Grim ed. by Christine Johnson, published 25th February 2014 by HarlequinTeen
The short story form is something I both loath and admire. It’s a tricky form and for me, it’s all about the finish. There is nothing more annoying than a lacklustre ending, or even worse, a finish that ‘just stops’. Like, ‘maybe this should have been at least a novella but I was tasked to do a short story so TA DA! This is all you get.’
Grim enticed me with just the title. I was intrigued to see how it would work with, or against, classic fairy tale traditions. And there’s a great line-up of authors too!
I’ve had a scan around Blogsville and I’ve noted that many have decided to go for the ‘these are the stories that stood out’ approach, but I want to give the bigger picture. So I decided to grade the stories individually first, because I’m sure I’ll be naturally more aligned to one narrative than another.
I apologise in advance because this will be a long one! Stay with me for the ride.
The Key by Rachel Hawkins – A pretty good start. It heads into ‘psychic momma’ territory which I feel like has been done to death, but at least the characters here are compelling. Hawkins excels at building tension and suspense and I really enjoyed how the smaller details at the beginning played a bigger part at the end… But for all its sinister potential, it finishes far too early! The main character legs it.. aaand.. ?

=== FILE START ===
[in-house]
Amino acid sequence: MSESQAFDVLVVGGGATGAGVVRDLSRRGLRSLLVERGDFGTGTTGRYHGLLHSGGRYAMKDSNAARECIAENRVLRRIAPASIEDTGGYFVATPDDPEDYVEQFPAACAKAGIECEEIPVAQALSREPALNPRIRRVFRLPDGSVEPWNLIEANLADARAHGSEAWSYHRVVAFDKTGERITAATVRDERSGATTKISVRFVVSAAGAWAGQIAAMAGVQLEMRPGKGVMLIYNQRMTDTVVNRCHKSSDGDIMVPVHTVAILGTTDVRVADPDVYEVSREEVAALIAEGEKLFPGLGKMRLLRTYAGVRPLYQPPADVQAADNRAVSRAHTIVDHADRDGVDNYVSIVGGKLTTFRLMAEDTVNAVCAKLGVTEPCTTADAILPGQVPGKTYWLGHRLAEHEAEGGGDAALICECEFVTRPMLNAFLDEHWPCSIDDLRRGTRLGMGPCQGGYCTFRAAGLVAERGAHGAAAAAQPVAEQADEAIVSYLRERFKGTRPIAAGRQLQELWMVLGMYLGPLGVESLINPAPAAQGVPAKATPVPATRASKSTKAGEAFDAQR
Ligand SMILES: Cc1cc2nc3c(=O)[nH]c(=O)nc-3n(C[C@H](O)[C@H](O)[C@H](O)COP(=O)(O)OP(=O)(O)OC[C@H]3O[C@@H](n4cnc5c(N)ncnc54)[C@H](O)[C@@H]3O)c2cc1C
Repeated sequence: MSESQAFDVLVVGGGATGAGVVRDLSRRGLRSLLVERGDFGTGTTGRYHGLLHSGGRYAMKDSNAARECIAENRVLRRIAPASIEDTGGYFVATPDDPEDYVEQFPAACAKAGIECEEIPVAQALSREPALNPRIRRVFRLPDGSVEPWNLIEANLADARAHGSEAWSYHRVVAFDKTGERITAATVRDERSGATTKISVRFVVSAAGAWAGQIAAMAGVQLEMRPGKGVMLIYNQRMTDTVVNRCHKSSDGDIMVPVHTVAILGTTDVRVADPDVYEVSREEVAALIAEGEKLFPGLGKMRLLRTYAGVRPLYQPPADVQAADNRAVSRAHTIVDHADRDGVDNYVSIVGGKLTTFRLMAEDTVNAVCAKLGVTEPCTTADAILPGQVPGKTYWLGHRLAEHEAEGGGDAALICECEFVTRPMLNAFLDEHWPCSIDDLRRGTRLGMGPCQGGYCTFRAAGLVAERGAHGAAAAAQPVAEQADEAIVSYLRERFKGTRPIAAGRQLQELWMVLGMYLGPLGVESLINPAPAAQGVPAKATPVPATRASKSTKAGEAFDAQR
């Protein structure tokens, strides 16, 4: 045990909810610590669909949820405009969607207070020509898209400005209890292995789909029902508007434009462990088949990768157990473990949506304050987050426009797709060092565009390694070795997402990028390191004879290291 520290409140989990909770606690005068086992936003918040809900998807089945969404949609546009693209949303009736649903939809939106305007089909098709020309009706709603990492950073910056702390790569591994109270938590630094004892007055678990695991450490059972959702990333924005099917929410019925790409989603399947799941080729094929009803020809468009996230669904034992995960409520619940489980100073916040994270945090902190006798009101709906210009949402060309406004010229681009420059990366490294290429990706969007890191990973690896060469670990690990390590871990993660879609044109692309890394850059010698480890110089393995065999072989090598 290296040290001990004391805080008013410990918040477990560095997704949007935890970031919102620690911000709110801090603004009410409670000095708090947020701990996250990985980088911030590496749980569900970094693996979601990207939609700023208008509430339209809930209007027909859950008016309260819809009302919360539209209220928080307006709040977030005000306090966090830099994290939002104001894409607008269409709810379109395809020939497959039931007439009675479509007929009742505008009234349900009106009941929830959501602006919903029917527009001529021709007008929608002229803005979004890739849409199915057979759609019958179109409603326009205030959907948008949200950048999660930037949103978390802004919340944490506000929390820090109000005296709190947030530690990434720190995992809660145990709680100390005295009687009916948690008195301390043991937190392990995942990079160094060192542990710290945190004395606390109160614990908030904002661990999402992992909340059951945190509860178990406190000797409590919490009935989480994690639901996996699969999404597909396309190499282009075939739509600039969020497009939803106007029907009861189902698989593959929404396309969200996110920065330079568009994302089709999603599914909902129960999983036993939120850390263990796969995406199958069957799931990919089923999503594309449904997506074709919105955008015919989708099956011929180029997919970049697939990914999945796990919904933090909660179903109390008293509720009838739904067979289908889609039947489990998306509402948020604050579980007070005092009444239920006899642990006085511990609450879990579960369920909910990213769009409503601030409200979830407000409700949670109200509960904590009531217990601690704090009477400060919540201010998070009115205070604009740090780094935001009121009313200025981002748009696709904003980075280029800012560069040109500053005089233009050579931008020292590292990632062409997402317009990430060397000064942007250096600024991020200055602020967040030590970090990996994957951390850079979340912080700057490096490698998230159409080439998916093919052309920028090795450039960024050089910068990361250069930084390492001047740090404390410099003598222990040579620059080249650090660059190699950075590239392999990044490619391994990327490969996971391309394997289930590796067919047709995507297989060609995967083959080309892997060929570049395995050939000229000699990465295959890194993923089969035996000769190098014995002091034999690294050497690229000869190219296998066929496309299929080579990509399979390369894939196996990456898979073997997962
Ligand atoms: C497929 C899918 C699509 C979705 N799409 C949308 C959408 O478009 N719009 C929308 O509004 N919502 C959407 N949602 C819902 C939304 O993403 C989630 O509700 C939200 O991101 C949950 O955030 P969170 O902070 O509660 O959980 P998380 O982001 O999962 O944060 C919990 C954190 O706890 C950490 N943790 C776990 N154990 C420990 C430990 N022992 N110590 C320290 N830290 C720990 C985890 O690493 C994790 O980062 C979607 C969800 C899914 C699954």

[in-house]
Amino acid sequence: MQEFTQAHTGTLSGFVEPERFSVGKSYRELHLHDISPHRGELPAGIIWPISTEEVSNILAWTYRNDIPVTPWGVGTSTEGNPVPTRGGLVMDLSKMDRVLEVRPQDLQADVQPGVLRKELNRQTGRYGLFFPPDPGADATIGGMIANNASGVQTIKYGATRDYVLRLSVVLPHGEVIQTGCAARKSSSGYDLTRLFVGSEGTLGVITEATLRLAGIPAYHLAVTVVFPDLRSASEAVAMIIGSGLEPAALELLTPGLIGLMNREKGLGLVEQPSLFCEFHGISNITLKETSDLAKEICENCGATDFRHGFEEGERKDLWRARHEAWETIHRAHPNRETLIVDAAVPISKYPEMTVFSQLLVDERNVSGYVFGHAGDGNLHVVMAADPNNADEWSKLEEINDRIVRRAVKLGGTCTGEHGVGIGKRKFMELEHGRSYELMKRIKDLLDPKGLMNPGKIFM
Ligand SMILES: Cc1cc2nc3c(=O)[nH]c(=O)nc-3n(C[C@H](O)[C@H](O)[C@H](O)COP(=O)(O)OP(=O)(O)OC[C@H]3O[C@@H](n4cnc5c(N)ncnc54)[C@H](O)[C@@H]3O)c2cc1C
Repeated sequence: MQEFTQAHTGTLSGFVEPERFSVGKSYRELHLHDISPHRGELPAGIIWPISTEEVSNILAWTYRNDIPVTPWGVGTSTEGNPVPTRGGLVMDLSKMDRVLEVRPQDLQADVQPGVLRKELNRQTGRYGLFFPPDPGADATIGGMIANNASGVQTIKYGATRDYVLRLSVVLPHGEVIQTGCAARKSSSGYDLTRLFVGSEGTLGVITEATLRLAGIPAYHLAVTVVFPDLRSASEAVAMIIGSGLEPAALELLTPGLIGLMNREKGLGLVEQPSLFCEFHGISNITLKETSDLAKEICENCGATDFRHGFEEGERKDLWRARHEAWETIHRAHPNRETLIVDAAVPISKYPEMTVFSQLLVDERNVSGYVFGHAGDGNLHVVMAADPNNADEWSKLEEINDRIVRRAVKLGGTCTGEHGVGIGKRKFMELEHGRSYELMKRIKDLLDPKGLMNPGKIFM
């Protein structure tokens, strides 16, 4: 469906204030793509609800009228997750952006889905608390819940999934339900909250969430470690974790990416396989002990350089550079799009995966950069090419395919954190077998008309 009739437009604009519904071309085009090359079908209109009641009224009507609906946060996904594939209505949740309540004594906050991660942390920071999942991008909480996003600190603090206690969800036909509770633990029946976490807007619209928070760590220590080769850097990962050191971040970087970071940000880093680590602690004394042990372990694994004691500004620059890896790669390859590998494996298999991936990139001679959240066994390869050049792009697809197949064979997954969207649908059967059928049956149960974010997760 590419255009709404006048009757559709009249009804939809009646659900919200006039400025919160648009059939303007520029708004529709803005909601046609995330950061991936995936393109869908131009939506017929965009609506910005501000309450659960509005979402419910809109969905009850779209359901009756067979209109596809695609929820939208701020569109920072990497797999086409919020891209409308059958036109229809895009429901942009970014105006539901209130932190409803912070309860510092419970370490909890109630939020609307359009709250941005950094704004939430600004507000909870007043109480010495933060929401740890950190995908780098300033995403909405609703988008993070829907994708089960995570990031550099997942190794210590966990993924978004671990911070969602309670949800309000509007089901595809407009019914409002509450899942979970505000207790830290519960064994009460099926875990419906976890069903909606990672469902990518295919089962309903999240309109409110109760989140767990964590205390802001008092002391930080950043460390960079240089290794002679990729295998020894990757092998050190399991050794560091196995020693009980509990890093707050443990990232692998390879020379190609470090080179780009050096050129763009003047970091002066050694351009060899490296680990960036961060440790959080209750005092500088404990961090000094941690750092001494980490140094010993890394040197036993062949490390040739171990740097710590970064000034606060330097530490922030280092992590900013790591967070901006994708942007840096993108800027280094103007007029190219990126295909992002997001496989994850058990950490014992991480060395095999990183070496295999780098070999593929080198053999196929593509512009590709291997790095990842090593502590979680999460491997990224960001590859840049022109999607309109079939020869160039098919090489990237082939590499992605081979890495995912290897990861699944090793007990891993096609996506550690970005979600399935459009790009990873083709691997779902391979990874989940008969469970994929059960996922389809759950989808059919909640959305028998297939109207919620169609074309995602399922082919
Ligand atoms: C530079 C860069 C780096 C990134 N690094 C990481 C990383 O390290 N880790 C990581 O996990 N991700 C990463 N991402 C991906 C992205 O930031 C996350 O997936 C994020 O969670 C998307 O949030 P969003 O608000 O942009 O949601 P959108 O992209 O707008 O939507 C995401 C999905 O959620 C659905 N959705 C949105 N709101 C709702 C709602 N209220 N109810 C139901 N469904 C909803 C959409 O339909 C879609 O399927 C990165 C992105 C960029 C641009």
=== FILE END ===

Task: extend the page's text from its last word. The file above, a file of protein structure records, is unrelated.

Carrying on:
A solid start, but I felt like this could have easily been a novel instead. 3/5.
Figment by Jerri Smith-Ready – If you have seen any of the Bleach anime, then the best way to describe what ‘Fig’ is, is to imagine Kon. I’m not really sure what to make of this story to be honest. It’s a lot lighter than its predecessor and I’m not completely sure I’m on board with the moral of the story. It seems to be saying ‘make your own luck’ as well as ‘get rid of unhealthy friendships’ but then ‘magic gives you luck afterall’? I might be a little harsh, but for me it lacks the darkness I so sorely crave from a collection like this.
It was enjoyable, but not memorable. 2/5
The Twelfth Girl by Malinda Lo – A boarding school. A good girl. A bad girl. Secret magicky clubs. I enjoyed the way this interacted with a fairly well trodden tradition of witchy goings on. If you’ve seen ‘The Craft’ then you’ll understand what I mean when I say it has a similar teeny, ‘dark magic bad’ vibe to this. I was digging the girl-on-girl action like a miner, but for all its contemporary edge and balls, this story falls flat on its face at the finishing line. It just stops. Some great characterisation, but I didn’t completely understand Liv’s motives.